That’s what I wanted to happen.
That isn’t what happened.
Here is what happened.
(Pull up a chair and put your comfy slippers on. This is a long one.)
Part One: Attempting to leave
- Breezily call up Three (from my landline) on a Friday, make my complaint, tell them I want to end my contract. Explain that I have made previous attempts to resolve the issues to no avail and I now wish to move to a phone provider that can provide a service in my house.
- Person is very nice on the phone.
- Explains that ‘tech team’ will have to monitor the phone coverage on my phone so that they can confirm there is an issue.
- Agree that over the next few days ‘tech team’ will monitor my phone and I’ll receive a call on Monday from them as an update.
- Nice person on the phone hints to me that I’ll need to have at least 20 dropped calls for them to release me, but 15 might do it. He tells me this in a whisper.
Wonder if tech team are very mean and stand behind customer care agents with big sticks.
Backing up my complaint
Because I’m now on a mission, I decide to do my own bit of monitoring and start taking screen shots of the times I have ‘No Service’ on my phone. As this is pretty much any time I’m in my house, there’s a lot of shots to take, so I snap a few and send them in by Twitter to the customer care team and say – here’s a spread – see I have no coverage. Twitter person is also very nice but informs me ‘tech team’ need more time to monitor my phone. They aren’t going to call me on Monday now but on Wednesday instead. I tell nice Twitter person that I think four days should be enough time to monitor my phone and give out a bit but look forward to Wednesday when I think (bahahahahahahaha) that they may release me from my contract.
Wednesday of Woe
Receive a voicemail (obviously because Three can’t call my phone because I have no coverage) from an engineer who tells me THERE IS NO ISSUE WITH MY SERVICE.
Six days of their monitoring has shown – no issues at all.
Flabbergasted, I call back Customer Care back. I listen to them dutifully rattle off what ‘tech team’ have told them and they say their hands are tied. There weren’t enough dropped calls to prove my bad service.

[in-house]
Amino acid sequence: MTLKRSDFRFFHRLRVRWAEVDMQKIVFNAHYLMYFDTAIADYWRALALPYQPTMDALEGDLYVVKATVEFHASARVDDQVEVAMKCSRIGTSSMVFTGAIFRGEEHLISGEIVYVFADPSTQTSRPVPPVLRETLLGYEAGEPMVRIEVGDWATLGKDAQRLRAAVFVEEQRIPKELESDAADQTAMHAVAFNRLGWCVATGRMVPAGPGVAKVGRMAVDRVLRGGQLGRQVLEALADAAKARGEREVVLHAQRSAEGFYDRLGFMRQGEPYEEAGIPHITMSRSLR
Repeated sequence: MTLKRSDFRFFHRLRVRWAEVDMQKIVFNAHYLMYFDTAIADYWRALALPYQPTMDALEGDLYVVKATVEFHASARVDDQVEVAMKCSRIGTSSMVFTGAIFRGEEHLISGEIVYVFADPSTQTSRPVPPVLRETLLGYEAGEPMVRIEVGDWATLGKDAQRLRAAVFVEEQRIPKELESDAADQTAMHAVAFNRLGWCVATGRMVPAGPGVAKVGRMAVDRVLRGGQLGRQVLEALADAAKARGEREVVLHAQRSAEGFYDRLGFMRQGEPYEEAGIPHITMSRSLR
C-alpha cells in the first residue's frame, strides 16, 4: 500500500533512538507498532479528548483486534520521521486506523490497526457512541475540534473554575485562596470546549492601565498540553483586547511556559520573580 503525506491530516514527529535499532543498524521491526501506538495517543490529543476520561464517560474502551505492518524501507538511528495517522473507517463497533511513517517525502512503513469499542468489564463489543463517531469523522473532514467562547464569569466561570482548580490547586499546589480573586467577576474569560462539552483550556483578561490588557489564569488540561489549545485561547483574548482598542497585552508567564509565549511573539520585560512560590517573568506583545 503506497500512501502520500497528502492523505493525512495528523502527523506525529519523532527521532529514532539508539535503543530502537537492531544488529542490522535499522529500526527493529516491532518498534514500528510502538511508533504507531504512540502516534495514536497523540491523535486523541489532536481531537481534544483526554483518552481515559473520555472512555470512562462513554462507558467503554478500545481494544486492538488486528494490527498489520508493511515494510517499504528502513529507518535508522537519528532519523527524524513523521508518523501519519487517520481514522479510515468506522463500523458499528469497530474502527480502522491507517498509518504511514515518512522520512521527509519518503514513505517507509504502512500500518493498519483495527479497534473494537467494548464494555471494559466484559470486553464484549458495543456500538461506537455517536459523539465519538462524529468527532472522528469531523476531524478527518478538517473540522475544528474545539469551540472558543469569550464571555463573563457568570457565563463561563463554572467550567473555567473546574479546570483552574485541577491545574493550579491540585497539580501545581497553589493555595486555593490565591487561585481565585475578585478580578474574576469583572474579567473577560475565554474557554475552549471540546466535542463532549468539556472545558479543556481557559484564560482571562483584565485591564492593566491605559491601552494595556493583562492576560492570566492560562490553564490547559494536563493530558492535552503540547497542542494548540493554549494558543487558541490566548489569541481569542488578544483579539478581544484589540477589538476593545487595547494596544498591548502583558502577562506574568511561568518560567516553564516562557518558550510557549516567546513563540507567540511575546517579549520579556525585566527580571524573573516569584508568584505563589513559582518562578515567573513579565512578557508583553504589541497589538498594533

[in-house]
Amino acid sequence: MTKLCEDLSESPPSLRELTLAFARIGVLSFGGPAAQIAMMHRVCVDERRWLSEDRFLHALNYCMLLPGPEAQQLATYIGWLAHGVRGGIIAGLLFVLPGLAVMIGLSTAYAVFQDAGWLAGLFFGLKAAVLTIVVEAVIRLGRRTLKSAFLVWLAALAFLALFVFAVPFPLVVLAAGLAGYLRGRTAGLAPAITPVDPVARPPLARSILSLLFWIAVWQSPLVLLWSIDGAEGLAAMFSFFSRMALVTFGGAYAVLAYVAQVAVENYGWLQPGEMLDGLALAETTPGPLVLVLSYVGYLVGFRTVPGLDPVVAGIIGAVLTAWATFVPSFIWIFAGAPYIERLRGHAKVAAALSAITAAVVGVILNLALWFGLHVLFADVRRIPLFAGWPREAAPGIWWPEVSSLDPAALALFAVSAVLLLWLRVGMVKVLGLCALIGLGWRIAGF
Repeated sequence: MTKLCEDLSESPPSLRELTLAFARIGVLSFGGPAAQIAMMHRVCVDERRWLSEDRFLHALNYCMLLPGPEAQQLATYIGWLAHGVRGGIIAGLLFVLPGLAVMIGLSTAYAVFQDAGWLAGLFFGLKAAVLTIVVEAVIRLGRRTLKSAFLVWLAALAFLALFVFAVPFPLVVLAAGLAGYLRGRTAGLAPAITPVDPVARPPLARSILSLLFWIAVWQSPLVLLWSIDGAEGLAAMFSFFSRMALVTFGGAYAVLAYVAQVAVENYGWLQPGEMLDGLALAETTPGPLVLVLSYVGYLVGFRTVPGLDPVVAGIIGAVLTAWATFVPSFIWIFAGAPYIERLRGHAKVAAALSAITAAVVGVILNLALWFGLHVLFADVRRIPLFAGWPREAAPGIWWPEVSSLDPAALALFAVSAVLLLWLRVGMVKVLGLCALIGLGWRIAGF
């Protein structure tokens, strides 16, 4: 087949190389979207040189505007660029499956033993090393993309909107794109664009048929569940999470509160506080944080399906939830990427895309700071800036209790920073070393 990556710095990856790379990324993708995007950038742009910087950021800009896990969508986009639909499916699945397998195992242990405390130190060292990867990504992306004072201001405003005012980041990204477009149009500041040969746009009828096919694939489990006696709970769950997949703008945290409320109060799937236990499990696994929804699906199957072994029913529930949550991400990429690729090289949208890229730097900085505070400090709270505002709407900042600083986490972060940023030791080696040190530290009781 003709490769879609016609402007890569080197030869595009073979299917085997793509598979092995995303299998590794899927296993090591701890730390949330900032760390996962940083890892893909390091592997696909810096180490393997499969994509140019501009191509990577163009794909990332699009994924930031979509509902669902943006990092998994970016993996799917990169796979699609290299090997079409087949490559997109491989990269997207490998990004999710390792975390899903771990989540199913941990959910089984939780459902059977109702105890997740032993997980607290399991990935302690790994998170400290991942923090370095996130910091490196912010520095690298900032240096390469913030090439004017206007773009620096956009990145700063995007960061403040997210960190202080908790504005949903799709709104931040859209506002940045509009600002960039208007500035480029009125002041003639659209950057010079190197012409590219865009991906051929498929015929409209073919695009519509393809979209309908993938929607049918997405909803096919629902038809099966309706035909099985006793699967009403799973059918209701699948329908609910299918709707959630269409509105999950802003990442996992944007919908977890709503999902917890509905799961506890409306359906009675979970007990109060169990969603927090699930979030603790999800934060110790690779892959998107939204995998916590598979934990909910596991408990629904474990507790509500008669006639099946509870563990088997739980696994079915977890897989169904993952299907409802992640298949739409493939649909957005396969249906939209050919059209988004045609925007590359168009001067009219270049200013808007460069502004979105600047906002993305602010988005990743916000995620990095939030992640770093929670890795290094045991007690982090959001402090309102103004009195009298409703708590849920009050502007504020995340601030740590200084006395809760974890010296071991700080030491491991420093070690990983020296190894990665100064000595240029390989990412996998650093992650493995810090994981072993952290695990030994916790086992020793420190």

I explain that I had No Service on my phone to make any calls to drop. I say – I am talking to you right now on my landline because I cannot use my mobile phone to call you. I say – call me right now and you won’t get through because I have NO F***ING SERVICE!
But tech team says no.
Tech team have the power. And the big sticks.
In my naievity I presumed when tech team were monitoring my coverage – they could actually see what I could see – the signal to my phone. I thought – it’ll be obvious that I have no coverage, because they’ll be able to see the wavelengths of whatever comes from the big mobile tower masts in the sky.
Well no, they use your calls and texts to monitor your coverage. So if you’re not making any or not receiving any, they’re not going to find an issue with your service.
Lesson number one: when going through the monitoring service with Three, make millions of calls and texts and get all your friends to call you. Take a note of all these times. This was my rookie error number one. Nobody ever called my phone these days – 1) because it’s not very fashionable any more – hello – Snapchat and 2) because they knew they wouldn’t get through.
After 45 minutes of lots of ragey Nicci on the phone, Three say they will look at my coverage retrospectively and see if they can gather enough evidence to allow me to cancel my contract. The guy at the end of the phone really does sound like he wants to help, but my faith is beginning to wane. I don’t trust ‘tech team’. This is all their fault.
Part Two: Going nowhere Fast
Hear back from Three. Their modus operandi is to send me a text and then I call them back from my landline. This is because they fail everytime they try to connect to call me.
The news isn’t good. The retrospective checking hasn’t worked. Three are still happy that they are providing an adequate phone service to me. I insist on speaking to a supervisor. I refuse to get off the line until finally, despite their attempts to thwart me I am eventually put through to a man called Tom.